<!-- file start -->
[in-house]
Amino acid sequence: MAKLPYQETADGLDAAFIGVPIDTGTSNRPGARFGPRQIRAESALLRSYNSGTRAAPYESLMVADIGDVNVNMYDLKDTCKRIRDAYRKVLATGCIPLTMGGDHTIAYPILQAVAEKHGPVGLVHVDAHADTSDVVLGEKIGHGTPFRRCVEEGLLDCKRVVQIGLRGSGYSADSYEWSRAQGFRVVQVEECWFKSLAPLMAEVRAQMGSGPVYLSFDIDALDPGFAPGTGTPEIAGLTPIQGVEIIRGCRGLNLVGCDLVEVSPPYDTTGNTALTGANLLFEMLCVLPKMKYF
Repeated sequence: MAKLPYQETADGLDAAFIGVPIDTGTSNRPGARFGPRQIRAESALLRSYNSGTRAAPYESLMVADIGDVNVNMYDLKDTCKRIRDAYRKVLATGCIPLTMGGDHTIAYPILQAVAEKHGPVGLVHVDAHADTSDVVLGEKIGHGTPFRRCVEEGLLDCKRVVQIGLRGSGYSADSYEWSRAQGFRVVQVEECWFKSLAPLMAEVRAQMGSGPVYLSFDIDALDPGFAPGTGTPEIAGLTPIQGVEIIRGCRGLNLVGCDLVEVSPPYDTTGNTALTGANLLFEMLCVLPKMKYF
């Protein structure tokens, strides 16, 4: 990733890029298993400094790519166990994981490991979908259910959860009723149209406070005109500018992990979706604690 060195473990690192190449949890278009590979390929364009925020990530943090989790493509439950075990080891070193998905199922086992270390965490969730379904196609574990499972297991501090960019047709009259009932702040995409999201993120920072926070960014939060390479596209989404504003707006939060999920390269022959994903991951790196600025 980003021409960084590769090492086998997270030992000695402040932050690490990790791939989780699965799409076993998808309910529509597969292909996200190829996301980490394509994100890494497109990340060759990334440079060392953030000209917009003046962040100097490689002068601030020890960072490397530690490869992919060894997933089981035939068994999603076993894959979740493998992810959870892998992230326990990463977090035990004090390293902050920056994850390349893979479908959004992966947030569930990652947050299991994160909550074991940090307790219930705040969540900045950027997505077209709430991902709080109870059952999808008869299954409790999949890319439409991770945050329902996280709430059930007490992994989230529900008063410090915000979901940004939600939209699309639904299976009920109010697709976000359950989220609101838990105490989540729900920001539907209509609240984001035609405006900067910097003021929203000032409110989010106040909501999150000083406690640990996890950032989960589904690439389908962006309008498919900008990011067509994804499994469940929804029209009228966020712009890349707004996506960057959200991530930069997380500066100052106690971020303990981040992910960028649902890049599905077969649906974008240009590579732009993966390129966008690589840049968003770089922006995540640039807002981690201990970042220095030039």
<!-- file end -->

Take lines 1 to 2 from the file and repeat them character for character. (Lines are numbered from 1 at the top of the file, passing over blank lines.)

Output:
[in-house]
Amino acid sequence: MAKLPYQETADGLDAAFIGVPIDTGTSNRPGARFGPRQIRAESALLRSYNSGTRAAPYESLMVADIGDVNVNMYDLKDTCKRIRDAYRKVLATGCIPLTMGGDHTIAYPILQAVAEKHGPVGLVHVDAHADTSDVVLGEKIGHGTPFRRCVEEGLLDCKRVVQIGLRGSGYSADSYEWSRAQGFRVVQVEECWFKSLAPLMAEVRAQMGSGPVYLSFDIDALDPGFAPGTGTPEIAGLTPIQGVEIIRGCRGLNLVGCDLVEVSPPYDTTGNTALTGANLLFEMLCVLPKMKYF